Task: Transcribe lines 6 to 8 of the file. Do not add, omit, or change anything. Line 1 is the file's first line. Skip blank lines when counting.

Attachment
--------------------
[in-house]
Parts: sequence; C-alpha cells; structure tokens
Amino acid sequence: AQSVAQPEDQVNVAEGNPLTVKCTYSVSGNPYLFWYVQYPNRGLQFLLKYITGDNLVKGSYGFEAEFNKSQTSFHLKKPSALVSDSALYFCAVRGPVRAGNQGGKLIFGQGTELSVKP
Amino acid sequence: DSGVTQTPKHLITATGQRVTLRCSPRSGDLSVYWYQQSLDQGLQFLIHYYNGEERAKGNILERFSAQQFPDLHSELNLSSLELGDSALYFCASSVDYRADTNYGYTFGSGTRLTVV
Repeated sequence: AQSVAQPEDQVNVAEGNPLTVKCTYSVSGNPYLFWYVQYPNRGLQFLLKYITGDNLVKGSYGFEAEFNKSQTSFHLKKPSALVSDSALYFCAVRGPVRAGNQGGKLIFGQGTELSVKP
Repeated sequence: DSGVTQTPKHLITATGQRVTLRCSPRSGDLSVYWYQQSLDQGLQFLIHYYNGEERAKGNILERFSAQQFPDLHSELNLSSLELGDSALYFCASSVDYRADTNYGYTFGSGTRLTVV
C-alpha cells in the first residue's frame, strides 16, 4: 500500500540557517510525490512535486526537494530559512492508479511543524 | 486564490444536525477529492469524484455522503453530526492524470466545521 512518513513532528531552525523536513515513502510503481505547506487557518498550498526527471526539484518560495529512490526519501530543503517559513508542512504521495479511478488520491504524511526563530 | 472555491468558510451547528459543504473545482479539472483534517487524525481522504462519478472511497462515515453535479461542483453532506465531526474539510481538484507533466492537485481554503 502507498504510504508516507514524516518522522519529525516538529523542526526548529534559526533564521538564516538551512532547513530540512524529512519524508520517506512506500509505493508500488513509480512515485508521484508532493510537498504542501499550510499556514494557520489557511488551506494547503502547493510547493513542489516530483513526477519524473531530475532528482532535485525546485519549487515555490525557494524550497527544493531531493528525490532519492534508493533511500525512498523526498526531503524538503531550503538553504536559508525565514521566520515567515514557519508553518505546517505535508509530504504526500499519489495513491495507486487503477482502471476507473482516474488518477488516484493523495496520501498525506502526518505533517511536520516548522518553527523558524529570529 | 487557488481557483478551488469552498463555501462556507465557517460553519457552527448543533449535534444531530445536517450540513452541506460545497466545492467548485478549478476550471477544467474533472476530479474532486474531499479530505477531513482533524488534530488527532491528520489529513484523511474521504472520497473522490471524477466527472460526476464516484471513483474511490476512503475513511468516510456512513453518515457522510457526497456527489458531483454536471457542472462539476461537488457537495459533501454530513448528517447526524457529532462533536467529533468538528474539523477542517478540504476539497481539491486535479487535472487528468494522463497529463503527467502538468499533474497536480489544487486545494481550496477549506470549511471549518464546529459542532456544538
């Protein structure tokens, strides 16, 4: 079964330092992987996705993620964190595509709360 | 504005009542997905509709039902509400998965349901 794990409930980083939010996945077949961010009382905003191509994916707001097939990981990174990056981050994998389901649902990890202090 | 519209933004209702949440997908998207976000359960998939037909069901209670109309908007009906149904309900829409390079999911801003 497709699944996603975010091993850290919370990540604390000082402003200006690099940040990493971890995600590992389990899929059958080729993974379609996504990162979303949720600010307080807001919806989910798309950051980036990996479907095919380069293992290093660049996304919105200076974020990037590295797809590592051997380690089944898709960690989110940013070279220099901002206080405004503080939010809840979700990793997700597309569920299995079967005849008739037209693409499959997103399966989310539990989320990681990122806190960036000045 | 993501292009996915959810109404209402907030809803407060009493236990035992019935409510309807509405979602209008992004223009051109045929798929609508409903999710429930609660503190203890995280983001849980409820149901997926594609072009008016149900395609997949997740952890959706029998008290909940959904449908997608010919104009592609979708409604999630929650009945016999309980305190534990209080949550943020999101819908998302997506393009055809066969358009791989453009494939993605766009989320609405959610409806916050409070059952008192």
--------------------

Repeated sequence: DSGVTQTPKHLITATGQRVTLRCSPRSGDLSVYWYQQSLDQGLQFLIHYYNGEERAKGNILERFSAQQFPDLHSELNLSSLELGDSALYFCASSVDYRADTNYGYTFGSGTRLTVV
C-alpha cells in the first residue's frame, strides 16, 4: 500500500540557517510525490512535486526537494530559512492508479511543524 | 486564490444536525477529492469524484455522503453530526492524470466545521 512518513513532528531552525523536513515513502510503481505547506487557518498550498526527471526539484518560495529512490526519501530543503517559513508542512504521495479511478488520491504524511526563530 | 472555491468558510451547528459543504473545482479539472483534517487524525481522504462519478472511497462515515453535479461542483453532506465531526474539510481538484507533466492537485481554503 502507498504510504508516507514524516518522522519529525516538529523542526526548529534559526533564521538564516538551512532547513530540512524529512519524508520517506512506500509505493508500488513509480512515485508521484508532493510537498504542501499550510499556514494557520489557511488551506494547503502547493510547493513542489516530483513526477519524473531530475532528482532535485525546485519549487515555490525557494524550497527544493531531493528525490532519492534508493533511500525512498523526498526531503524538503531550503538553504536559508525565514521566520515567515514557519508553518505546517505535508509530504504526500499519489495513491495507486487503477482502471476507473482516474488518477488516484493523495496520501498525506502526518505533517511536520516548522518553527523558524529570529 | 487557488481557483478551488469552498463555501462556507465557517460553519457552527448543533449535534444531530445536517450540513452541506460545497466545492467548485478549478476550471477544467474533472476530479474532486474531499479530505477531513482533524488534530488527532491528520489529513484523511474521504472520497473522490471524477466527472460526476464516484471513483474511490476512503475513511468516510456512513453518515457522510457526497456527489458531483454536471457542472462539476461537488457537495459533501454530513448528517447526524457529532462533536467529533468538528474539523477542517478540504476539497481539491486535479487535472487528468494522463497529463503527467502538468499533474497536480489544487486545494481550496477549506470549511471549518464546529459542532456544538
């Protein structure tokens, strides 16, 4: 079964330092992987996705993620964190595509709360 | 504005009542997905509709039902509400998965349901 794990409930980083939010996945077949961010009382905003191509994916707001097939990981990174990056981050994998389901649902990890202090 | 519209933004209702949440997908998207976000359960998939037909069901209670109309908007009906149904309900829409390079999911801003 497709699944996603975010091993850290919370990540604390000082402003200006690099940040990493971890995600590992389990899929059958080729993974379609996504990162979303949720600010307080807001919806989910798309950051980036990996479907095919380069293992290093660049996304919105200076974020990037590295797809590592051997380690089944898709960690989110940013070279220099901002206080405004503080939010809840979700990793997700597309569920299995079967005849008739037209693409499959997103399966989310539990989320990681990122806190960036000045 | 993501292009996915959810109404209402907030809803407060009493236990035992019935409510309807509405979602209008992004223009051109045929798929609508409903999710429930609660503190203890995280983001849980409820149901997926594609072009008016149900395609997949997740952890959706029998008290909940959904449908997608010919104009592609979708409604999630929650009945016999309980305190534990209080949550943020999101819908998302997506393009055809066969358009791989453009494939993605766009989320609405959610409806916050409070059952008192």